141, 142 n.1 (3d Cir. 1992).
district court sitting in diversity may assert personal
jurisdiction over a nonresident defendant to die extent
allowed under the law of die forum state."
Metcalfe, 566 F.3d at 330; see Fed. R. Civ.
P. 4(k)(1)(A) (authorizing the exercise of personal
jurisdiction over a defendant "who is subject to the
jurisdiction of a court of general jurisdiction in the state
where the district court is located"). In a state such
as New Jersey, where die long-arm statute allows die exercise
of personal jurisdiction to the full extent permitted by the
Constitution, the standard for a federal court sitting in
diversity is whether a "defendant ha[s] 'minimum
contacts," such "that the exercise of jurisdiction
comport[s] with 'tradition notions of fair play and
substantial justice."' Allaham, 635
Fed.Appx. at 37 [Remick v. Manfredy, 238 F.3d 248,
255 (3d Cir. 2001) (quoting Int'l Shoe Co. v.
Washington, 326 U.S. 310, 316 (1945))).
are two distinct theories under which personal jurisdiction
can arise: general and specific. Grimes v. Vitalink
Commc'ns Corp., 17 F.3d 1553, 1559 (3d Cir. 1994). A
court has general jurisdiction when a defendant has
"continuous and systematic" contacts with the forum
state. O'Connor v. Sandy Lane Hotel
Co., 496 F.3d 312, 317 (3d Cir. 2007). A court has
specific jurisdiction when a plaintiffs claim arises from a
defendant's actions within the forum state, such that the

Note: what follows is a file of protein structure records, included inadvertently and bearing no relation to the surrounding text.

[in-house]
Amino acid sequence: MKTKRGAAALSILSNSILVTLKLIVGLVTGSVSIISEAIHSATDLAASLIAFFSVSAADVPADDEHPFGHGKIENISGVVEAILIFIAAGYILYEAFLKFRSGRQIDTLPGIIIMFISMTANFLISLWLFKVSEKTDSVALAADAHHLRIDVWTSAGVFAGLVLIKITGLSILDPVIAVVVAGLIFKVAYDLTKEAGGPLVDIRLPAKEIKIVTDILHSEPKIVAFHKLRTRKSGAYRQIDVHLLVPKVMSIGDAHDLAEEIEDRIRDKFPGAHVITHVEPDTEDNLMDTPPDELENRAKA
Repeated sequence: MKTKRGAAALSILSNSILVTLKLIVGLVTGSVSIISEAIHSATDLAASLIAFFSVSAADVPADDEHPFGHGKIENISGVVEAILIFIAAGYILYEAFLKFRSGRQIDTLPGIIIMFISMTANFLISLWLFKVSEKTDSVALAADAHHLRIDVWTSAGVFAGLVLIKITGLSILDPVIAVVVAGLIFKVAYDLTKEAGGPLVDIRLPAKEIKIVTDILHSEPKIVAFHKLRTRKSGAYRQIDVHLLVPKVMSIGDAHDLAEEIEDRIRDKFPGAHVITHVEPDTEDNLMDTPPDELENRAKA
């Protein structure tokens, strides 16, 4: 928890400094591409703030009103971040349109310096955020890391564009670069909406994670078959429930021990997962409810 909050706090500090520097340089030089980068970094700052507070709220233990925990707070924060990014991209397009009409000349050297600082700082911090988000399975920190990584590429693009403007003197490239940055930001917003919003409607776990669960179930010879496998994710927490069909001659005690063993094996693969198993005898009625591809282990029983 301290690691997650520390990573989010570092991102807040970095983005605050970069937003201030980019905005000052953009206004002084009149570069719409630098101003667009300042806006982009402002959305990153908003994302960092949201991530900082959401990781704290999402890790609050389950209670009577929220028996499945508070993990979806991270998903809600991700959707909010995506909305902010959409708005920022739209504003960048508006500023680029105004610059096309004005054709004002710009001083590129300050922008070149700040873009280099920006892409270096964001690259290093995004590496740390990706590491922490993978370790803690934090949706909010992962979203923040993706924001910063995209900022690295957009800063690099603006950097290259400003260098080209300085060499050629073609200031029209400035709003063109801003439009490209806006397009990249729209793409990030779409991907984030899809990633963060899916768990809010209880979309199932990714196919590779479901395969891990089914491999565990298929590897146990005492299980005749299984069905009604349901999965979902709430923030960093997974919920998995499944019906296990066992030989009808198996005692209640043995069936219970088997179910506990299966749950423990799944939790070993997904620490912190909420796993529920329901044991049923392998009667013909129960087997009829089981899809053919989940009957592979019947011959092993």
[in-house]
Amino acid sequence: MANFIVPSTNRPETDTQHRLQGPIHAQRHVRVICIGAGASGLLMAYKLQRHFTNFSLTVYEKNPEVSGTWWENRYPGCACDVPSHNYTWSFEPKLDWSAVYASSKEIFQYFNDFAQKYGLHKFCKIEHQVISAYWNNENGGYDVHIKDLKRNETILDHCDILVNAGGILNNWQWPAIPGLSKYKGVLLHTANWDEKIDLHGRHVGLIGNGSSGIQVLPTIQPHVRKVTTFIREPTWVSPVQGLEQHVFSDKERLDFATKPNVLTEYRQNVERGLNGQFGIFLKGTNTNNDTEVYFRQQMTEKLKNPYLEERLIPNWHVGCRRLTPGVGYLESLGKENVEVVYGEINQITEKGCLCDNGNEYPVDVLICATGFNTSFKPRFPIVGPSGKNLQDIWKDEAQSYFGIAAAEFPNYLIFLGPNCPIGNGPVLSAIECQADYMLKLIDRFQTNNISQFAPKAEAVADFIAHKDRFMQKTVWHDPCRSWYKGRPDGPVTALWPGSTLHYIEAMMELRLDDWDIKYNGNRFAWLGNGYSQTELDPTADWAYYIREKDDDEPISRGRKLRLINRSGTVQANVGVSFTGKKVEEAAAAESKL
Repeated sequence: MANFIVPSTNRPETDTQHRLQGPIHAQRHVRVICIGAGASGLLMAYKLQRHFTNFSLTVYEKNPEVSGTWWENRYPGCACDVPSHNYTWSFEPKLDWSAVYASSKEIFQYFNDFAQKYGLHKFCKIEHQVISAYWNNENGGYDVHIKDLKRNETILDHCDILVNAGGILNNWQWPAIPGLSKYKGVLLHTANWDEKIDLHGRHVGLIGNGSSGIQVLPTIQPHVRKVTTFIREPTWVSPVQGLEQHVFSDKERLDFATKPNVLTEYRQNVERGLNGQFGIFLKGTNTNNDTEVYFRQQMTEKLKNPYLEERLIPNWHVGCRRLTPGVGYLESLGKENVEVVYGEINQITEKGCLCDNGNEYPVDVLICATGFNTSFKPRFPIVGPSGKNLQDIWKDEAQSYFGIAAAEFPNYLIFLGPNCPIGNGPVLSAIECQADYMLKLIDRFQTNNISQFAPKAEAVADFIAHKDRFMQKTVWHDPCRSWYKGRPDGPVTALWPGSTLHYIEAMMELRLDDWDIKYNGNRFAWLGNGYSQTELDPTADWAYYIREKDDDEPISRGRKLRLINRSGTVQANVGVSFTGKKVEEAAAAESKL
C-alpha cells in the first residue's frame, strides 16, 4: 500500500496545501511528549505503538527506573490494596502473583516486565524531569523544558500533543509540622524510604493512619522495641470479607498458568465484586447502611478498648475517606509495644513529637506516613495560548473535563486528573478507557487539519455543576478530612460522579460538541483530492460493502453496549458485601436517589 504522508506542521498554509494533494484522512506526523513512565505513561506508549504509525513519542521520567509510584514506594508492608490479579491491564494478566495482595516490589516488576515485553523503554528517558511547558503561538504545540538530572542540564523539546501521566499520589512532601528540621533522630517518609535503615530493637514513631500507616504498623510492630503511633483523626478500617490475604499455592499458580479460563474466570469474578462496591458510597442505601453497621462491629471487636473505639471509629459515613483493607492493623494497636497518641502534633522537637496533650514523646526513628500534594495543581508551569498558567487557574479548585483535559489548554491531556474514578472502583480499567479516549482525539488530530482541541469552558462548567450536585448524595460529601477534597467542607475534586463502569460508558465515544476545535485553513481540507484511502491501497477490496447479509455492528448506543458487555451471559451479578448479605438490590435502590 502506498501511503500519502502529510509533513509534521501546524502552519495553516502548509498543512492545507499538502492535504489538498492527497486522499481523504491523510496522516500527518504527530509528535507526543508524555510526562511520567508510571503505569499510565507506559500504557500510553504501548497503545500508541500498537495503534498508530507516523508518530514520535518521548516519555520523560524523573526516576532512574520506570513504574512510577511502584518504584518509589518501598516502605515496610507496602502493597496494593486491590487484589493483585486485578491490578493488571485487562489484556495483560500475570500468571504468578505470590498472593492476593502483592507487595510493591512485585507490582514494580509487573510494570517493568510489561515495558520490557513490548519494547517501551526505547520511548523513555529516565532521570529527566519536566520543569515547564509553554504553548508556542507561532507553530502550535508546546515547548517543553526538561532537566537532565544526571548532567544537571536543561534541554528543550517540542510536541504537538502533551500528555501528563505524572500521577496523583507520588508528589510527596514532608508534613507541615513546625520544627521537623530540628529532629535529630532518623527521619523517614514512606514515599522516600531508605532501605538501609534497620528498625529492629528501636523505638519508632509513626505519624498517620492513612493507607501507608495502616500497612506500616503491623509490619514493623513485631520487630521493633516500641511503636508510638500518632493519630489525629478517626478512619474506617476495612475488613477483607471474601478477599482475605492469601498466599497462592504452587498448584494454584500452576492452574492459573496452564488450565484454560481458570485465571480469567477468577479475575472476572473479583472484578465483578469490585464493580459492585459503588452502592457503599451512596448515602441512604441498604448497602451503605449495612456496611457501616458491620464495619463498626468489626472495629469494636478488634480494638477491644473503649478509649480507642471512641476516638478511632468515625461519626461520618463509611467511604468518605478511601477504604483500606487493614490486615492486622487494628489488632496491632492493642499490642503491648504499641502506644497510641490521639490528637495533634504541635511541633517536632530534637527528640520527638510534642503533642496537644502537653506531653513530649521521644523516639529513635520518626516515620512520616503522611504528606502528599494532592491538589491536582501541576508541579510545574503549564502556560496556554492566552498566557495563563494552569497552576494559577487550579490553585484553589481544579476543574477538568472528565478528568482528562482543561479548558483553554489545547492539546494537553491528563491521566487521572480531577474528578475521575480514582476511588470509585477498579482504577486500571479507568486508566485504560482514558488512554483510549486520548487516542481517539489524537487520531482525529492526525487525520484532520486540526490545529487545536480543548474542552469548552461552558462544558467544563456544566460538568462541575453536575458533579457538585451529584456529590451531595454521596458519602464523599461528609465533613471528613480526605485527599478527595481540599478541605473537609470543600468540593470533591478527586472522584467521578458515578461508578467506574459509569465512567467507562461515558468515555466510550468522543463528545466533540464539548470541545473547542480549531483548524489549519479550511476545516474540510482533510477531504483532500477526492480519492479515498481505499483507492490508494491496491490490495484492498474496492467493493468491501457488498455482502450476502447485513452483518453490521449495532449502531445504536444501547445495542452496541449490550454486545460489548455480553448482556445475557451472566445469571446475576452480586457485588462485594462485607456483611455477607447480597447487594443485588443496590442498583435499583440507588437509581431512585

defendant could "reasonably anticipate being haled into
[the state's] court[s]." Vetrotex Certainteed
Corp. v. Consol. Fiber Glass Prods. Co., 75 F.3d 147,
151 (3d Cir. 1996) (quoting World-Wide Volkswagen Corp.
v. Woodson, 444 U.S. 286, 297 (1980)) (internal
quotation marks omitted).
does not claim that this court has general jurisdiction over
Distinct Pharma. Rather, Celgene argues that the court has
specific jurisdiction because Distinct Pharma sells its
allegedly infringing pharmaceuticals in places including New
satisfy federal due process limits (incorporated by the New
Jersey long-arm statute), a defendant's minimum contacts
are examined in relation to "the nature of the
interactions and type of jurisdiction asserted."
Telcordia Tech Inc. v. Telkom SA Ltd., 458 F.3d 172,
177 (3d Cir. 2006). "[T]he relationship among the
defendant, the forum, and the litigation ... [is] the central
concern of the inquiry into personal jurisdiction."
Shaffer v. Heitner, 433 U.S. 186, 204 (1977). For
specific jurisdiction, the Supreme Court has delineated three
due process requirements: First, the plaintiff must
demonstrate that the defendant "purposefully directed
[its] activities at the forum." O'Connor,
496 F.3d at 317 (quoting Burger King Corp. v.
Rudzewicz, 471 U.S. 462, 472 (1985)) (internal quotation
marks omitted). Second, "the litigation must 'arise
out of or relate to' at least one of those
activities." Id. (quoting Helicopteros
Nacionales de Colombia, S.A. v. Hall, 466 U.S. 408, 414
(1984)). Third, if the plaintiff satisfies the first two
requirements, "a court may consider whether the exercise
of jurisdiction otherwise 'comport[s] with fair play and
substantial justice." Id. (quoting Burger
King Corp., 471 U.S. at 476) (internal quotation marks
defendant can be subject to personal jurisdiction in a state
it never entered:
Jurisdiction in these circumstances may not be avoided merely
because the defendant did not physically enter the
forum State. Although territorial presence frequently will
enhance a potential defendant's affiliation with a State
and reinforce the reasonable foreseeability of suit there, it
is an inescapable fact of modern commercial life that a
substantial amount of business is transacted solely by mail
and wire communications across state lines, thus obviating
the need for physical presence within a State in which
business is conducted. So long as a commercial actor's
efforts are "purposefully directed" toward